Part of the vector graphics drawing in the game is handled by a third party library. It’s mostly used for the extra track decorations and icons shown in the track editor mode, like the curve circles, node icons, envelopes, etc. This graphics library allocates vertex buffers in a “high water mark” fashion: when drawing a frame, it will try to use a previously allocated buffer from the previous frame. And if that’s not enough, it will allocate additional buffers. Repeat for the next frame. In this design the buffers are only deallocated when the game terminates. Thus, if the game has at one time required thousands of buffers, just for one frame, these will never be deallocated. It’s some kind of “soft leak”, since the buffers remain usable for the library.
This design choice for allocation can be fine if the overall drawing complexity of the application has a clear boundary, but this is not the case for NIMBY Rails. The design of NIMBY Rails not setting any limits to how much the user can build, combined with the way this library handles buffer allocation, mean that it’s possible to reach a situation where the library reaches the limit for buffer handles. In a simple test with less than 5K tracks I was able to grow buffer handle allocation to 20% of that limit just by selecting multiple tracks in the editor, most of them by the vector library, while the map tile cache behaved properly. I will try some ideas to improve the memory handling of this library, like switching to transient buffers, since it never persists buffers between frames.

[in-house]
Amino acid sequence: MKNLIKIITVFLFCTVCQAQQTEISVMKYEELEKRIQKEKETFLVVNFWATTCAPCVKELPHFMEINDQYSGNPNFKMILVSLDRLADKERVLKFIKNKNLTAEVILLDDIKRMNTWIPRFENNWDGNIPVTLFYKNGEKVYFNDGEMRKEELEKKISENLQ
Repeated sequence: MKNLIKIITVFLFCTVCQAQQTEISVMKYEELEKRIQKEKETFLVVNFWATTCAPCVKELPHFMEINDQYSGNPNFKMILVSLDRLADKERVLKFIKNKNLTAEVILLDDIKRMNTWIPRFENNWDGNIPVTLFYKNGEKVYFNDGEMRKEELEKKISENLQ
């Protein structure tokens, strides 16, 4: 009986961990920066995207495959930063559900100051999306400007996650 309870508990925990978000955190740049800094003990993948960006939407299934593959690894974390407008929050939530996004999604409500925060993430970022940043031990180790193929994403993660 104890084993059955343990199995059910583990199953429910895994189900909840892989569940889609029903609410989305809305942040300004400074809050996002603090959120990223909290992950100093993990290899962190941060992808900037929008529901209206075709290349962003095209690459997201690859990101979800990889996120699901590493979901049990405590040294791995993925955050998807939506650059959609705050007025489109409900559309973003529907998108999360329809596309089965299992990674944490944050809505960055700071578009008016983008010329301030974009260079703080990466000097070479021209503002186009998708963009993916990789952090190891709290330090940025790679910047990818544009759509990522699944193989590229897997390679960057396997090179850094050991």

No way signals
A new kind of signal has been added to the game: no way signals. This new signal does not allow trains to pass by. By itself it’s not super useful, but it’s also tag filtering enabled. This means it’s now possible to designate sections of tracks which are only usable by trains with a given set of tags (or missing a given set of tags).
This is the first filtered signal which is able to modify train path finding. It’s still a fully static signal, so it’s not a huge change, but it also meant a review to how paths are cached and handled. Thanks to v1.3 private train pathfinding this was very easy to implement.
Management games need charts, so NIMBY Rails now has charts. Well, one chart, but you can put everything in there in you want. When deciding how to implement this feature I looked at how other games usually separate their charts by concept or even by individual game object, but I didn’t like that. I believe charts are more useful when used to compare data rather than just to observe trends, so I wanted an implementation which allowed to do both. And it poses no limit on what items you can compare. If the existing accounting feature is keeping track of it, you can chart it. All of them at the same time.
This posed some UI and UX problems. For the item selection, since it’s essentially the same as the existing accounting data, I made the accounting interface itself the data picker to build up the graph. Since it was going to be very common for the plotted data to share colors, I sneaked in a little homage to a classic solution of the 80s, when the displays in business computers were monochrome, by using pattern fills when a color is duplicated.
Accounting data export
Implementing charts made it clear it’s impossible to give support to every player idea about charts and data crunching, so rather than devoting an entire major version to twisty statistics features, I’m providing a full data export of the game accounting in TSV format (in v1.3.12). These files can be directly loaded in Excel or other spreadsheet applications, or into databases or statistical software if you are really serious about your numbers. May your stonks always go up.